Streets Slick with Neon and Lies
Until last Friday, I’d always wanted to visit Hong Kong. Then there were four totally unrelated murders within an hour of each other. One of them went unsolved. The other three had all been carried out by police officers.
As you might expect from a game called Deception: Murder in Hong Kong, there has been a murder (in Hong Kong, surprise surprise), and it’s up to you to solve it. Everyone is given their own set of cards depicting various possible murder weapons and other assorted clues. So in one round you might have a syringe, panties, and a riddle as your clues, plus a dagger, trophy, or radiation as your murder weapons. Then everyone secretly draws a role card and—
Hold on. No really, hold on. Yes, this is another social deduction game, and yes, I’m right there with you. The board game scene pretty much hit peak social deduction over the past couple years, so I get it. But stick around, because Tobey Ho, the designer of Deception, has had a couple strokes of brilliance that set it apart as seriously good stuff.
For one thing, Tobey Ho must have played Mysterium at some point. Gone are the oneiromancers, ghost, and hundred-year-old mystery. In their place are the clues that sit before each player and the solitary forensic scientist. This is the guy who knows what’s up. When your group goes through the usual “close your eyes” tap dance that lets the bad guys know who each other are, the forensic scientist gets to watch while the murderer indicates his clue and murder weapon from the cards laid in front of him. In one game, the murderer might pick the venomous snake and handcuffs; in another, pesticide and a table lamp.
The rub is that the forensic scientist is apparently a creep who lives in the basement laboratory, and nobody on the police force wants to go down there. So rather than just say who the murderer is, the best he can do is to hand out cryptic clues, little snippets of vague information in the form of forensic reports. Unlike Mysterium, these aren’t dreams straight out of a bad acid trip. Instead, they’re one- or two-word tidbits about the crime scene itself. So if the killer left behind a menu as a clue, the forensic scientist might report that the murder occurred in a restaurant. If the weapon were poisonous gas, he might tell the investigators that a bystander had noticed a peculiar smell. Most of these opportunities for clue-giving are drawn randomly from a hefty stack, so on occasion they won’t make sense right away, forcing clever forensic scientists to stretch their imaginations to make use of them — and to avoid misdirects. For example, one time I submitted a report that the weather was “humid.” Unfortunately, this drew everyone’s attention to the steamed dumpling clue that was sitting right in front of an innocent player. Not that they knew that.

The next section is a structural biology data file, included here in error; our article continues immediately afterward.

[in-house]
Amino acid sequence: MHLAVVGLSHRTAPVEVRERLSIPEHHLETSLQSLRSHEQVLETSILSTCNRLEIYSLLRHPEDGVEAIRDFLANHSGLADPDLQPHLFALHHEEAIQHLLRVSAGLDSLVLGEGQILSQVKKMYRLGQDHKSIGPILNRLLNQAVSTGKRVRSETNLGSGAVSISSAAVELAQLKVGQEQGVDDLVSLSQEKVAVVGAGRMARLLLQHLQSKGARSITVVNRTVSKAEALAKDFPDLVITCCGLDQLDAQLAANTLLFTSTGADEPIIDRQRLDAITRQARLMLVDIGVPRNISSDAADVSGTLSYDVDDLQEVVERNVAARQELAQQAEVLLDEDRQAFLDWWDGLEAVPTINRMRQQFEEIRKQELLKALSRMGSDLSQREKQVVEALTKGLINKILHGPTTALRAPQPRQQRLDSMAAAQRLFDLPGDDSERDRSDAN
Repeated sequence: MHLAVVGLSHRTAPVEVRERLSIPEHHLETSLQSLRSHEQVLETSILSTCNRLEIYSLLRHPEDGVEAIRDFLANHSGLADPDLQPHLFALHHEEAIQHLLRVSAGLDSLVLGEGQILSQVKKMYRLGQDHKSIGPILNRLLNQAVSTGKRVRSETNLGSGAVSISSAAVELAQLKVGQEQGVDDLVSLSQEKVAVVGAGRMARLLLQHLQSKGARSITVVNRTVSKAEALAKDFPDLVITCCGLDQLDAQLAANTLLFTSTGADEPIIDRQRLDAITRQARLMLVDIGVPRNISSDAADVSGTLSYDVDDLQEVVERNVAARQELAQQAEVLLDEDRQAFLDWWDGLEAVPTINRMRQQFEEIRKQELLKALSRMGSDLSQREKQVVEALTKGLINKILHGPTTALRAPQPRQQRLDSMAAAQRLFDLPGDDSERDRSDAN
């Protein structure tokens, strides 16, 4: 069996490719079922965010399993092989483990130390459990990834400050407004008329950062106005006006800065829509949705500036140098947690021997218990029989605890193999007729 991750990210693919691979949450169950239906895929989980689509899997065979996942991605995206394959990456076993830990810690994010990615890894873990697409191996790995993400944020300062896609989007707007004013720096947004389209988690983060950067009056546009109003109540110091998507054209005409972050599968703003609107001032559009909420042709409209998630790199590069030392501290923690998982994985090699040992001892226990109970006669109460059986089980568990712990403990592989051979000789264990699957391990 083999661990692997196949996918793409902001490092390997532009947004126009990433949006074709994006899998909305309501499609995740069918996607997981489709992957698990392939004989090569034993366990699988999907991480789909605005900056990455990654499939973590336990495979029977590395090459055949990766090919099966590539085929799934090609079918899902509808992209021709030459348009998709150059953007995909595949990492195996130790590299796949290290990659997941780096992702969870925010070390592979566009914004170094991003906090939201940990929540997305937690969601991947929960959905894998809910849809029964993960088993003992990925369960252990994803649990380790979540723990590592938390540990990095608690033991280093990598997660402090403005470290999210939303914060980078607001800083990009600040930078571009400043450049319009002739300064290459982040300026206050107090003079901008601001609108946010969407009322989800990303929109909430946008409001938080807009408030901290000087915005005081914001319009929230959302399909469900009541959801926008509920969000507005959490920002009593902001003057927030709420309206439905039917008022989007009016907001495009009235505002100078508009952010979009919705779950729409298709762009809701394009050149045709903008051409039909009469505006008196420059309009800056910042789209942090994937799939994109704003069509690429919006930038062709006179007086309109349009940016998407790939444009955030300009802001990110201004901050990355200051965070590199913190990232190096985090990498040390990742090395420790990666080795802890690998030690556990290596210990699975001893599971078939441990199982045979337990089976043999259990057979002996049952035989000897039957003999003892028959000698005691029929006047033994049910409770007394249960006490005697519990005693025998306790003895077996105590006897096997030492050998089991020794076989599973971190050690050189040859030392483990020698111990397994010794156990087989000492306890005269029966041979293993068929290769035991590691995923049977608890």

Which brings us to Deception’s second spark of inspiration. We’ve already talked about the forensic scientist, and it almost goes without saying that nearly everyone else at the table is an investigator. Unfortunately, the murderer is also on the force, freeing them to leap to bad conclusions and guide their fellow officers away from the truth. This fosters an incredible sense of distrust among everyone at the table, where every single insight is immediately treated with suspicion.
ME: “Well, if the victim’s expression was angry, maybe that means he died in a fight? Ryan has a ‘kick’ card in front of him. Maybe that’s it?”
RYAN: “That’s so like you to say I’m the murderer. I’ll bet it was your ‘arsenic’ over there. The victim knew he’d just been poisoned by you, and he was pissed about it, because you’re a regular pansy son of a—”
You get the idea.
Even better, there are two optional roles that absolutely must be included if you really want everyone glaring daggers at each other. The accomplice is there to help the murderer mislead the police, while the witness knows both of their identities. This might sound extremely powerful, but the witness is given two major handicaps. First of all, she doesn’t know which player is the real murderer and which is the accomplice, so she still has a few beats to work through. Second, if she’s too overt in guiding the investigation towards the correct culprits, the murderer gets one last chance to bump her off before he’s sent to prison, thus winning the game for the bad guys.
Deception particularly shines with a higher player count, perhaps in the eight to twelve range, where every role is given room to breathe. Adjusting the difficulty is as simple as handing out more or fewer cards to each player, and it’s the sort of game that plays in a breezy 15 minutes. In any case, the result is one of the best social deduction games I’ve played in a long time, packed with misdirection, jolts of genius and folly, and constant throbbing paranoia. Also theoretical Hong Kong neon, though you’ll have to use your imagination for that.